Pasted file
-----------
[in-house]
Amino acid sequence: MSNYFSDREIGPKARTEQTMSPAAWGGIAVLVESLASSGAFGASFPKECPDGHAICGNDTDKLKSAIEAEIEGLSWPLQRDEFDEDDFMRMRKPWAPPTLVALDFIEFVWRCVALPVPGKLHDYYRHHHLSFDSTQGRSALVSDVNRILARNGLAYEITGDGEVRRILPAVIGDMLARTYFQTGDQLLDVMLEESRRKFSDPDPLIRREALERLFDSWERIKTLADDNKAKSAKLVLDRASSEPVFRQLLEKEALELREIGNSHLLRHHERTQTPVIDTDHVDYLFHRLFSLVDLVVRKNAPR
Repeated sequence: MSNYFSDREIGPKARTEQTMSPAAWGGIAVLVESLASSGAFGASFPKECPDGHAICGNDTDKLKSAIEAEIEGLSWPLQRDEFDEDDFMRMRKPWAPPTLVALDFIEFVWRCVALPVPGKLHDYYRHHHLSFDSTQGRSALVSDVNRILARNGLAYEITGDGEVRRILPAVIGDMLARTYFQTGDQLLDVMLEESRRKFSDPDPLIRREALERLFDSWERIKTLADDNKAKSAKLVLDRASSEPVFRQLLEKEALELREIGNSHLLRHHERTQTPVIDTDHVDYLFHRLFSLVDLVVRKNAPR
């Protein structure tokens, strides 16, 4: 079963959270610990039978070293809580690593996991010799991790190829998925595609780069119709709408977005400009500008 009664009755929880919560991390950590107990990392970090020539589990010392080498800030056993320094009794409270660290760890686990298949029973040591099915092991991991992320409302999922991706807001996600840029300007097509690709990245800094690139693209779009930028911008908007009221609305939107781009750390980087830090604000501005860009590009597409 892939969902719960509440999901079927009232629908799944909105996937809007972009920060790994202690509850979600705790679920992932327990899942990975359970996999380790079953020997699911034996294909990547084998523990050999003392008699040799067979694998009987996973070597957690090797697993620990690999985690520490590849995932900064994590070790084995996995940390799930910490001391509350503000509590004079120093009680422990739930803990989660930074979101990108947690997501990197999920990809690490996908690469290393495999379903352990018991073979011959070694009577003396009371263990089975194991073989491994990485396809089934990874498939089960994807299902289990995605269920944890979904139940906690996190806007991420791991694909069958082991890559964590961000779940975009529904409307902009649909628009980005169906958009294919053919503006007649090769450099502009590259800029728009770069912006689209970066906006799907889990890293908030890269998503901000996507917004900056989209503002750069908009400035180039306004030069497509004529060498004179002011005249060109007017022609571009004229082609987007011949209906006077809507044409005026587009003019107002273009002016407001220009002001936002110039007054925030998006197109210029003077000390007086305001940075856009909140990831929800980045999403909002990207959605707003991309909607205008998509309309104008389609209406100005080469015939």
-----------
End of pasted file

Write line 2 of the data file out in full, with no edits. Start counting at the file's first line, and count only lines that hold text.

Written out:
Amino acid sequence: MSNYFSDREIGPKARTEQTMSPAAWGGIAVLVESLASSGAFGASFPKECPDGHAICGNDTDKLKSAIEAEIEGLSWPLQRDEFDEDDFMRMRKPWAPPTLVALDFIEFVWRCVALPVPGKLHDYYRHHHLSFDSTQGRSALVSDVNRILARNGLAYEITGDGEVRRILPAVIGDMLARTYFQTGDQLLDVMLEESRRKFSDPDPLIRREALERLFDSWERIKTLADDNKAKSAKLVLDRASSEPVFRQLLEKEALELREIGNSHLLRHHERTQTPVIDTDHVDYLFHRLFSLVDLVVRKNAPR